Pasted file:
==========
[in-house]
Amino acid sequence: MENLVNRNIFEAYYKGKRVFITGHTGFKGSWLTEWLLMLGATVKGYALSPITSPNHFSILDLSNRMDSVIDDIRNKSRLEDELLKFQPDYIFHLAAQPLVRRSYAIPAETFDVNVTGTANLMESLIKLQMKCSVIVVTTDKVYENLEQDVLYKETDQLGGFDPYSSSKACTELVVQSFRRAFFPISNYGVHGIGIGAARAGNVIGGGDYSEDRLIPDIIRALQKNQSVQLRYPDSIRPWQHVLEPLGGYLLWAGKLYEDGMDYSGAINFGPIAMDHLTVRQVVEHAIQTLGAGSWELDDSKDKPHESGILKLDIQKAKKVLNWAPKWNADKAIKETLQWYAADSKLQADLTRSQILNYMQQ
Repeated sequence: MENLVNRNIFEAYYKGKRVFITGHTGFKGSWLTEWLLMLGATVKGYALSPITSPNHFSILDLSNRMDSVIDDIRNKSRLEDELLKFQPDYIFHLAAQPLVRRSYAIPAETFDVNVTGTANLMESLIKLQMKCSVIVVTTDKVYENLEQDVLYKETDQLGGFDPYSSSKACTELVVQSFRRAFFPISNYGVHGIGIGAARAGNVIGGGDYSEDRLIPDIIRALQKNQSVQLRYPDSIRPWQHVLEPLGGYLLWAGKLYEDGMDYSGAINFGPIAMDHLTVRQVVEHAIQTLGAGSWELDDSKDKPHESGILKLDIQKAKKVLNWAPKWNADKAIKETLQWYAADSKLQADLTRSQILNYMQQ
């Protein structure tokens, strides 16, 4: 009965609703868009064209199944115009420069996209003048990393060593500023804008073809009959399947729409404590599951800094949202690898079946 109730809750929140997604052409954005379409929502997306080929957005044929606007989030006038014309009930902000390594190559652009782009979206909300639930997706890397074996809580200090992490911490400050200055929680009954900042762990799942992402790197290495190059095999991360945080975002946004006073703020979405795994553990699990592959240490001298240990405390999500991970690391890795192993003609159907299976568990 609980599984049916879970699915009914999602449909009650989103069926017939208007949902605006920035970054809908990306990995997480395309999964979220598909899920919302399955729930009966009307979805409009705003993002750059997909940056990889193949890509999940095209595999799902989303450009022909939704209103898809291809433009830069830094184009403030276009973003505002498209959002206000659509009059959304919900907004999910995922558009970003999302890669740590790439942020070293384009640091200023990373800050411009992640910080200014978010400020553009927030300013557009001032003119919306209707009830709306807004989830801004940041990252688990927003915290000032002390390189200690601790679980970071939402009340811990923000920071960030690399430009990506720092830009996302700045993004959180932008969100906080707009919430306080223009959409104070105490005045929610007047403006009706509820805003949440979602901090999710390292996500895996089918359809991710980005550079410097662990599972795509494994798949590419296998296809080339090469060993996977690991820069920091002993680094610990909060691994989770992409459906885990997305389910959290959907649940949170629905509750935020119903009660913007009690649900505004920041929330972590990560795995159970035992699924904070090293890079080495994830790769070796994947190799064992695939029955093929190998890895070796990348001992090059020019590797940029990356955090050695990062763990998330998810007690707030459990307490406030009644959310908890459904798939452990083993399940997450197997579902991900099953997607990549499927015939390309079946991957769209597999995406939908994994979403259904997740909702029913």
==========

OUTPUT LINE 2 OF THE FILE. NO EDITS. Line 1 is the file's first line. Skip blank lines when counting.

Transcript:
Amino acid sequence: MENLVNRNIFEAYYKGKRVFITGHTGFKGSWLTEWLLMLGATVKGYALSPITSPNHFSILDLSNRMDSVIDDIRNKSRLEDELLKFQPDYIFHLAAQPLVRRSYAIPAETFDVNVTGTANLMESLIKLQMKCSVIVVTTDKVYENLEQDVLYKETDQLGGFDPYSSSKACTELVVQSFRRAFFPISNYGVHGIGIGAARAGNVIGGGDYSEDRLIPDIIRALQKNQSVQLRYPDSIRPWQHVLEPLGGYLLWAGKLYEDGMDYSGAINFGPIAMDHLTVRQVVEHAIQTLGAGSWELDDSKDKPHESGILKLDIQKAKKVLNWAPKWNADKAIKETLQWYAADSKLQADLTRSQILNYMQQ